The relevant part is that Chris Broussard is responding to Jason Collins' proven, actual gesture of taking a small step toward changing the public definition of a happy, healthy gay man by citing his religion. In return, there is no counter-argument to be made. Our conversation is over before it ever started; you hit the ripcord, pulled the chute, and floated out of the argument on a cloud of faith. It's a terrible discussion, but it makes Chris Broussard feel better about himself, and that is evidently pretty important to Chris Broussard.
In contrast, a broadcaster for a major network reached for the parachute, pulled the cord, and had the cartoon sack full of camping gear fly out on descent.
.@callmeg_unit Simple Being a a Christian White male over 50 that's raised a family means nothing in today's culture. The sad truth. Period.— Tim Brando (@TimBrando) April 29, 2013
He is also, in a sense, completely right. In theory, that all means nothing in today's culture. It should have meant nothing 50 years ago, and 100 years ago. Those labels outside of the framework of an individual and their actions mean nothing.
That is one of the great levellers in sport: the triumph of experience over label, of evidence over myth. You can debate whether Joe Flacco is elite all day, but a large, shiny ring on his finger and his brilliant playoff stretch and three TD performance in the Super Bowl at least put him on a very short list at the moment. Ty Cobb was a reprehensible human being, but he was a great baseball player, and that shred of professional virtue can never be torn out of the woven horrormask of his being. Tim Tebow is one of the nicest human beings you will ever meet, and he will never, ever throw a football that does not look like pizza dough hurled from a kitchen into the dining room in anger. The Reverend Bill Parcells is right: you are what your record says you are, and the rest is mere flapping of the facecakes.
But sure, Tim: being over 50 means by some combination of luck, decent living, and non-stupid behavior, you made it to fifty years on this planet. Suck it, dude who died at 38 of stomach cancer! Scoreboard! Being Christian, as I've said elsewhere, describes attendance, not behavior, to the semi-objective reader. Being male means you have a penis; I'm very proud of Tim Brando for coming out as having a penis. This is bold, and will surely change lives.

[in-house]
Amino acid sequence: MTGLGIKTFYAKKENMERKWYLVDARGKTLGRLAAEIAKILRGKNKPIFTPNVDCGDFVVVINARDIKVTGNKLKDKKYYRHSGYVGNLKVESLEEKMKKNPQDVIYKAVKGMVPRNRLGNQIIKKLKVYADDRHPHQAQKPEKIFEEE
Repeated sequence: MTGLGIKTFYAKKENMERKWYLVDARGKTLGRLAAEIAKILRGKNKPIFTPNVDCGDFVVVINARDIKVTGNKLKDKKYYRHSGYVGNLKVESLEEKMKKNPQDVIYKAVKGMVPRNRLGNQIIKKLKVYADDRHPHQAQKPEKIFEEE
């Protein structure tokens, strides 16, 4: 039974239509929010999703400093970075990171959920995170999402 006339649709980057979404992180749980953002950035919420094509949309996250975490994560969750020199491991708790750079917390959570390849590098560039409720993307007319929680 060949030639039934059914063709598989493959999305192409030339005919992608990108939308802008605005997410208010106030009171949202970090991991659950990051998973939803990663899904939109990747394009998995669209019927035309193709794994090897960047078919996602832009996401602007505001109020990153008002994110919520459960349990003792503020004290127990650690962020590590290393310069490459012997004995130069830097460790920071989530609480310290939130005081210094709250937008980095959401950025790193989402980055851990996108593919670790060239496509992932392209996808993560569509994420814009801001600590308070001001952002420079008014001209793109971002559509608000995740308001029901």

As for raising a family: you elected to have one, and merely saying you raised one doesn't demonstrate anything indicative of innate virtue. (I can say I've fixed cars, but by no means does that indicate they weren't on fire several minutes later.)
The combination of all of them is correctly valued here, because this is America. I don't give you credit for any of them. I could give you credit for being a successful broadcaster for several decades: that's not easy to do, and to be honest when I really don't want to be, you happen to be pretty good at it. I could give you credit for being a much better fist-pound guy than I am, even with the animated chimpanzee coming out of my shirt. I have bumped fists with you Tim Brando, and you are so very, very good at it that I find myself feeling personally bad for how terrible I am at it. You were kind in an interview setting with me, even though I showed up hungover, unshaven, and probably smelling of fried food. (It was New Orleans. That will happen.)
That's a forgiving attitude, and a genuinely Christian thing to do. As for demanding credit for merely being you in response to a gay athlete, I honestly have no idea what you mean here. It looks like demanding some inordinate amount of respect for your opinions for the club you happened to be born in, or chose to enter with little to no effort on your part. There should be no guaranteed starting spots on the depth chart in our country. There certainly aren't for Jason Collins, who doesn't have a deal for next year, and will be running the hills with a 30 pound vest on in order to get one more precious year of an NBA income in the bank.
For someone out there, he is leading. Debate whether he's a hero or not in your world, but he's leading by example for a small subset of people who need examples, and doing so positively: with love, and work, and still more work. The two are ultimately indistinguishable when done right, and what they leave behind is the capacity to pass that work forward. I know what Jason Collins is doing, and has done, will be the work of life. I don't know what people like Broussard and Brando are doing. It might be leading, but it requires neither work nor love by any definition of either.
This is a story about giving credit where it is due. No one ever said it had to mean the good kind.